Shortly after my arrival at Croydon I had given two broadcasts, one to the Empire and the other on the famous "In Town To-night" programme, on which I had also broadcast after my flight back from Australia in 1935. A new experience for me was to be invited by the B.B.C. to take part in the television programme. Years before I had sat enthralled in a London theatre watching the Grand National being televised for the first time. Great strides have been made since those days, and when I visited the television studios at Alexandra Palace I was able to watch the film of my landing at Croydon being re-transmitted. Hearing that pastel shades are most suitable for television, I decided to wear my flying-coat, and before I went into the studio my face was made up with special preparation to eliminate all shadows. During the time I was being televised it was necessary for me to stand in front of a blinding light, which was so bright that it was not possible even to see the many technicians standing near the set. Every one at the studio was most helpful, and I thoroughly enjoyed the experience. Some time later I had the pleasure of being televised a second time.

One day I received an invitation from the Lord Mayor of London and Lady Twyford to tea at the Mansion House. Viscount Wakefield escorted me, and the afternoon proved to be a most enjoyable one. Afterpage 294tea I was shown over the beautiful Mansion House by the Lady Mayoress, who also took me to the giant strong-room to see the wondrous array of gold plate. I had already met the Lord Mayor and Lady Mayoress at the City Livery Club banquet at the Guildhall, where I also had the pleasure of meeting many of the sheriffs and their ladies. It was at this dinner that I first witnessed the ancient ceremony of passing round the loving-cup.

Among the first telegrams of congratulation which I had received on the completion of my flight was one from Viscount Swinton, Minister for Air. Shortly after my arrival I was invited to lunch at his home, where I had on previous occasions enjoyed the charming hospitality of Viscountess Swinton.

A luncheon, which I greatly enjoyed, was given in my honour by the British Sportsman's Club at the Savoy. Lord Decies, whom I had met at several other functions, presided, and many people famous in the sporting world were present.

At a luncheon given by the Holborn Chamber of Commerce I had the pleasure of renewing the acquaintance of Sir Alan Cobham, whom I had met several years previously, and on this occasion he proposed my toast.

In the beautiful and ancient hall of the Merchant Taylors a luncheon was given for me by the City Livery Club. It was a great honour to be entertained by the Livery Club, representative of all the historic companies of London. The President, Sir John Laurie, I had met at the Guildhall banpage 295quet, and sitting at table near me were the High Commissioners of Australia and New Zealand, Mr Stanley Bruce and Mr Jordan. There were 350 people present at the luncheon, and when I responded to my toast I felt inspired by the beauty of the ancient hall with its tall Gothic arches and great stone-flagged floor and high stained-glass windows. It was difficult to believe that we were in the heart of the City of Londor and that just outside in Threadneedle Street the great business wheel of the Metropolis speeded on unceasingly.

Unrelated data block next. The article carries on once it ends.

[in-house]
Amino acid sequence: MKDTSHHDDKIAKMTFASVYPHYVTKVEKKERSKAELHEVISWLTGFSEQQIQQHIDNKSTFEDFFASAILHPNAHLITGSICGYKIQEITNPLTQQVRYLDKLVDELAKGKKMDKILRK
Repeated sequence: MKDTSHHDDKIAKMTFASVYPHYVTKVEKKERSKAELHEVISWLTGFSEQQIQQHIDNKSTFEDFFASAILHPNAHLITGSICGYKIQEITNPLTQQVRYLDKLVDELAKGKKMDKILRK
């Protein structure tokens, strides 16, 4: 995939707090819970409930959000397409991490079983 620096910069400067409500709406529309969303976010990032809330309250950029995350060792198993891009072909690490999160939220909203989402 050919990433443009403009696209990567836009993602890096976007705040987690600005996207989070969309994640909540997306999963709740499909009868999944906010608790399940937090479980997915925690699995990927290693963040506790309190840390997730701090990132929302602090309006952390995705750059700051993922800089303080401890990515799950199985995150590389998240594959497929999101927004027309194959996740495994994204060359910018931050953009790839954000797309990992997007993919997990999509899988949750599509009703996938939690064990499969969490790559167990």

One of the most interesting of all the functions was a reception given by the Parliamentary Air Committee in the House of Commons. This was a wonderful gesture, for it can surely fall to the lot of few women to attend a reception held in their honour amid such historic surroundings. At this reception I was received by Admiral Sueter, and the same evening was presented with the Gold Medal of the Royal Aero Club by Mr Lindsay Everard, M.P. After dinner I was shown round the building, and heard the discussion on proposed amendments to the Air Raid Precautions Bill.

I was invited by Air Vice-Marshal Baldwin to visit the Royal Air Force College at Cranwell and address the cadets. I looked forward to this visit and drove my car to Cranwell, where I was deeply impressed by the prevailing air of efficiency. My lecture was received with enthusiasm by the cadets, who crowded the great hall where I spoke. It was another memorable experience, and I regret that time did not permit me topage 296see more of the college, but I enjoyed my brief visit and the hospitality I received as guest of Air Vice-Marshal Baldwin at his home.

My aeroplane, now veteran of three great flights, was exhibited in London and also in Liverpool. Arrangements were made for me to visit many towns in England and give short lectures on my various flights. I visited the majority of the large towns, and the tour proved most enjoyable and a great success. At each place I was greeted with tremendous enthusiasm, and so warm-hearted was each welcome that it was almost like a homecoming.

From my earliest childhood I had heard of Madame Tussaud's famous exhibition of historical wax models. Several times after my first year in England I had visited the exhibition and been intrigued to see the figures. Great was my delight when after my flight back to England in October 1937 I was asked by the directors to sit for a portrait model which they intended to place in the exhibition. Mr Bernard Tussaud himself made the model, and it was a relaxation for me to sit for it. In my home there was great interest when the figure was completed, for I happened to be the first New Zealand-born person to be included in Tussaud's collection. I received quite a shock when the model, dressed in my flying-kit, was placed in position. It looked so lifelike, waving from amid a most distinguished gathering including M. Bleriot, Sir John Alcock and Sir Arthur Whitten Brown, Colonel Lindbergh, Squadron-Leader Hinkler, Sir Charles Kingsford Smith, Mr and Mrs